The Russian invasion of Ukraine, and the unprecedented Western sanctions against Russia, have created countless new risks for the region’s economies.
But in Armenia, many are seeing opportunity.
As Russian businesses flee their home country to avoid sanctions, Armenia is positioning itself as an attractive destination for them – particularly those from the IT industry.
Armenia has several advantages for Russian IT businesses looking to relocate in a hurry, said Denis, a 36-year-old IT worker who asked that his last name or the precise nature of his business not be used.
“Firstly, Armenia is located not far from Russia, many here understand Russian and speak it quite well,” he told Eurasianet. “Secondly, due to Armenia's membership in the Eurasian Economic Union, Russians do not need a special work permit. Life here is also relatively inexpensive compared to Moscow.”
Denis arrived in Yerevan with his family at the beginning of March, leaving Russia once it became clear that his work, which involved dealing with foreign customers, was going to be untenable under the new sanctions regime. Among the most significant of the sanctions are restrictions on banking, which make commerce abroad prohibitively difficult.
“In just a few days, our family's life has changed drastically. I never thought that I would go to live somewhere abroad, but circumstances force me to make such a decision,” he said.
Armenia’s government is actively encouraging the relocations.
The Ministry of Economy published a guide for Russian businesses seeking to relocate to Armenia, explaining everything from how to register a business to renting an apartment to bringing pets across the border. It also has set up a working group to answer queries from businesses interested in relocating.
“We are ready to support these companies in settling in Armenia,” Gayane Antonyan, the ministry’s press secretary, told Eurasianet. “Naturally, there are many who want to move to Armenia in the current difficult situation, and for this reason, the ministry published the FAQ.”
A Telegram channel associated with the ministry, Economy of Armenia, recently published advice on how to transfer money into Armenia using cryptocurrency; Russia has recently introduced strict limits on how much money can be transferred abroad.
“In Armenia, it is very convenient to receive and withdraw cryptocurrency, terminals for withdrawing and receiving cash have even been installed. You can also pay for housing in cryptocurrency and even rent offices,” the channel wrote.
Businesses began to move quickly. On March 1, when the invasion was barely a week old, Economy Minister Vahan Kerobyan said that “about a dozen companies have actually moved [from Russia to Armenia], and several companies are on the way.” Many other countries had approached the ministry for information about relocating, he said. “In total, numerous companies applied – dozens, maybe even hundreds of companies,” he told reporters.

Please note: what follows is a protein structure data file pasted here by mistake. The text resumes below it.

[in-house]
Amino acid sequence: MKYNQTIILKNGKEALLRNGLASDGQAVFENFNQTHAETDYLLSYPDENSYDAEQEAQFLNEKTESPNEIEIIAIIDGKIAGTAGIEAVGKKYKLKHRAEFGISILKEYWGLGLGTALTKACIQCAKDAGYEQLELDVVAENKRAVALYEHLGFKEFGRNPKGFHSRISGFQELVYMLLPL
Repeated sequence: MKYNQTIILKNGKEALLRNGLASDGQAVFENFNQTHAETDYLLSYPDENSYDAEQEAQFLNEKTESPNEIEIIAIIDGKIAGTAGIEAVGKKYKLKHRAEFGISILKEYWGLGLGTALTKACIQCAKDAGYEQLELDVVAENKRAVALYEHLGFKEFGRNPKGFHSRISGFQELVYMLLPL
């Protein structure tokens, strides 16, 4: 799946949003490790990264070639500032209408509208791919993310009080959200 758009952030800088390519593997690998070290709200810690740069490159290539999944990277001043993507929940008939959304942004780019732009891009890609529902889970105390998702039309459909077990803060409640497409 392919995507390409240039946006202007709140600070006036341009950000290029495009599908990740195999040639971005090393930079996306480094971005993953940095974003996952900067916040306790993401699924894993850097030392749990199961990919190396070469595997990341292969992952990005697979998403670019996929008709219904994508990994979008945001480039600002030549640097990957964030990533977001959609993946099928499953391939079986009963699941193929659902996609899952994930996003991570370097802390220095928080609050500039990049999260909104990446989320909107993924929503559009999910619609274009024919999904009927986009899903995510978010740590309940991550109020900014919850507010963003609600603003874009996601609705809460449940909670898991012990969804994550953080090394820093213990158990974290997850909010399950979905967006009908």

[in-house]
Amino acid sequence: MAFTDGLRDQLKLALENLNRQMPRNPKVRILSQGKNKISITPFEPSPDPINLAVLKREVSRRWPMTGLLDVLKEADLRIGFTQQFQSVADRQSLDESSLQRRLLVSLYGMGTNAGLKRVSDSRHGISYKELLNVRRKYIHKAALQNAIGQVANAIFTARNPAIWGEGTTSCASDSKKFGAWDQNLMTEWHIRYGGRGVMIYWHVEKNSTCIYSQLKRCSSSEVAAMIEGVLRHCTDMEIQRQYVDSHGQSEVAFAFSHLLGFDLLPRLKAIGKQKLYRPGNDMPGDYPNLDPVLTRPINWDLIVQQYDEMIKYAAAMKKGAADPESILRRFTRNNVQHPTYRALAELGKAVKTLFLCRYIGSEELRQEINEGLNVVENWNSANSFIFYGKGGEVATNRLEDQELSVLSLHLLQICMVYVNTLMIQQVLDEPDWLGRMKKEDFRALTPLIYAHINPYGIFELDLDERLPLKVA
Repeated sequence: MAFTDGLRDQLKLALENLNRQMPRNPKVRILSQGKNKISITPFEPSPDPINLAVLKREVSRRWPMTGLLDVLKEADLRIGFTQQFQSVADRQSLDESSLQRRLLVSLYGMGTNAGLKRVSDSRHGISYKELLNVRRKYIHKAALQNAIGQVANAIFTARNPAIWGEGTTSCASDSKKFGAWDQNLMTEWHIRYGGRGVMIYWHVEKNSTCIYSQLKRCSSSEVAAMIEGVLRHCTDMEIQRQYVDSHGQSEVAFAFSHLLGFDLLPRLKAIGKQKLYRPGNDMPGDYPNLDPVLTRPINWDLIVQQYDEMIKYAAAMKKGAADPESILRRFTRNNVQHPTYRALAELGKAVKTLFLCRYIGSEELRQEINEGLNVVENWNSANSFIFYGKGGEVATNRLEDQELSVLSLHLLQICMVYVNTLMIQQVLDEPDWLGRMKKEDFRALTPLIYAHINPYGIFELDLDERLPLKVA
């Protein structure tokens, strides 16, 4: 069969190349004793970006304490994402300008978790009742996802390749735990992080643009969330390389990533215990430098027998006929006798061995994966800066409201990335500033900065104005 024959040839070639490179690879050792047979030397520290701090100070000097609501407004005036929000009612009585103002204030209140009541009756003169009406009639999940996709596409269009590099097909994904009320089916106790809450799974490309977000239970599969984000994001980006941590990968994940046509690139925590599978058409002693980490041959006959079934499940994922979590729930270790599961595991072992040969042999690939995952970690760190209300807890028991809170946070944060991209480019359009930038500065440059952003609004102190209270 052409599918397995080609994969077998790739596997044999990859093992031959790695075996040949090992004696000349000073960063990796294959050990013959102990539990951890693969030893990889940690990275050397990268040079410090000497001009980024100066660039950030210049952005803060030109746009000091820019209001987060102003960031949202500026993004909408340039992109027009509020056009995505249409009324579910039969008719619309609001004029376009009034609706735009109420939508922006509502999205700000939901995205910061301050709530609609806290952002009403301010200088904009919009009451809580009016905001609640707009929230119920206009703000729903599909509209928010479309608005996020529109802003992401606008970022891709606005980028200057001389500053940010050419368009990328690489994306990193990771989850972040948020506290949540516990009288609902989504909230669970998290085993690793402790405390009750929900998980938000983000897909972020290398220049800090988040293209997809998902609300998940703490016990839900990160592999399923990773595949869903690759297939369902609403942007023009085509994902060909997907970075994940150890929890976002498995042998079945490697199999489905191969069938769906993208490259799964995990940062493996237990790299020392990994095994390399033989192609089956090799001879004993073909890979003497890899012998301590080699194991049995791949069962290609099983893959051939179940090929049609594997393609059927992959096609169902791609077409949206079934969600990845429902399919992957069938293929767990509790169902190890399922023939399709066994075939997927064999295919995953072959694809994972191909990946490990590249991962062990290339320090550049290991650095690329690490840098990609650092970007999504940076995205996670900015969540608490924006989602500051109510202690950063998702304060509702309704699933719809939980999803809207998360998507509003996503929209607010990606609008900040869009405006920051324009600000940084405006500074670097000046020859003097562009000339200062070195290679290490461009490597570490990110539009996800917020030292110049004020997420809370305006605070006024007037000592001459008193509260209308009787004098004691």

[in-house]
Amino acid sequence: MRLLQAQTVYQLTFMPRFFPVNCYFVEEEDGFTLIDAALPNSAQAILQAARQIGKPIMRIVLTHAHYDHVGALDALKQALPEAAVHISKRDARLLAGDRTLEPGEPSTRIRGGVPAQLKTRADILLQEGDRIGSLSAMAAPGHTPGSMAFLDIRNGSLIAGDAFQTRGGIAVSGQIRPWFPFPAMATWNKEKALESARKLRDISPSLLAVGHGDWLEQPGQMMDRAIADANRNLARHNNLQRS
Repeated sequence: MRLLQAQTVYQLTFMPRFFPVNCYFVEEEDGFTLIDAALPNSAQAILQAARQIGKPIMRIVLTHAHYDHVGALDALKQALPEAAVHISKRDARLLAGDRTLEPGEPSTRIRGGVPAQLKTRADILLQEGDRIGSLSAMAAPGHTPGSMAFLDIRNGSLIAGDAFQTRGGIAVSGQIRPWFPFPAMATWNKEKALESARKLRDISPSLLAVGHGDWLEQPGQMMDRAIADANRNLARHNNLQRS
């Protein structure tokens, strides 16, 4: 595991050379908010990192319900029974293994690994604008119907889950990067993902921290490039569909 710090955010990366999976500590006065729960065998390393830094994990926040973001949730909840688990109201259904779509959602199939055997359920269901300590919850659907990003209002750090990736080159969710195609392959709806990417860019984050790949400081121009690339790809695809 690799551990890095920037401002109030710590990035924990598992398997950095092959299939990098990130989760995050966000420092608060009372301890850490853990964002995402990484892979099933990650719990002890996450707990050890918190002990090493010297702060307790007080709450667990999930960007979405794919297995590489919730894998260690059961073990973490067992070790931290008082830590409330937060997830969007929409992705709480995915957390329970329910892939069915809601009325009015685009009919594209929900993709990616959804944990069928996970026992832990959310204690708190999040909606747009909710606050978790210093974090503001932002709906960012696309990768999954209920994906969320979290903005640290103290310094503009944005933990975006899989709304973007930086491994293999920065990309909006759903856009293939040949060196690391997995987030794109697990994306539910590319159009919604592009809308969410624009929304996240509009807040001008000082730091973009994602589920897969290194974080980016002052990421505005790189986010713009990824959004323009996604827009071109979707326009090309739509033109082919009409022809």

Most of the interested companies were involved in IT, which is already a significant industry in Armenia, he said: “Basically, these are companies that are directly related to Western markets. Today's restrictions prevent them from doing their work from their own country."
Exact figures on the arrivals to Armenia are not available. In recent days, more than 30 flights from Russia have been arriving daily at Yerevan’s Zvartnots airport, a notable increase. Vahe Hakobyan, the chair of the parliament’s economic affairs committee said on March 7 that about 6,000 Russians and Ukrainians were arriving every day.
Booking accommodation sites are seeing unprecedented business; in mid-March, Yerevan is 80 percent booked on booking.com, a figure the city doesn’t see even in the height of tourist season, economist Haykaz Fanyan said. "Naturally, such demand in the housing and rental markets has led to higher prices,” he told Eurasianet.
Another Russian entrepreneur, Evgenia, arrived in Yerevan in early March to explore the possibility of moving her small Krasnodar-based law firm permanently.
“Because of the sanctions, our business and clients are faced with the fact that they have to either close down or transfer their business to another country to continue operations, at least until the situation in Russia with sanctions is clarified,” Evgenia told Eurasianet. She was looking for office space, examining local business regulations, and checking out the housing situation for employees. “In general, the conditions are not bad, and soon we’ll make a final decision on where we relocate,” she said.
While the ease of doing business has attracted many Russian companies to Armenia, there have been some hiccups, particularly in banking.
Since arriving in Yerevan, employees of Evgenia’s firm have been trying to open accounts in Armenian banks. "Our requests are considered for several days and often rejected, it is not clear why the banks are being so cautious," she said.
Several sources in Armenian banking told Eurasianet, on condition of anonymity, that Armenian banks were indeed being cautious with Russian citizens.
“It may be related to the sanctions,” one of the sources said. “That is, the banks are afraid to become a channel for the inflow or outflow of sanctioned capital, which can bring sanctions on them, too.”
Some business advocates said the government isn't doing enough to attract Russian business.
“So far we are only seeing PR, not systematic efforts,” Nairi Sargsyan, president of the Chamber of Auditors of Armenia, told Eurasianet. She also cautioned that Russian businesses are now testing the waters in various countries, including neighboring Georgia and Azerbaijan, as well.
“We shouldn’t set too high expectations,” she said. “What decision Russian entrepreneurs will make depends on many factors, primarily on the conditions these countries offer, the length of the war and the duration of the sanctions.”
Arshaluis Mgdesyan is a journalist based in Yerevan.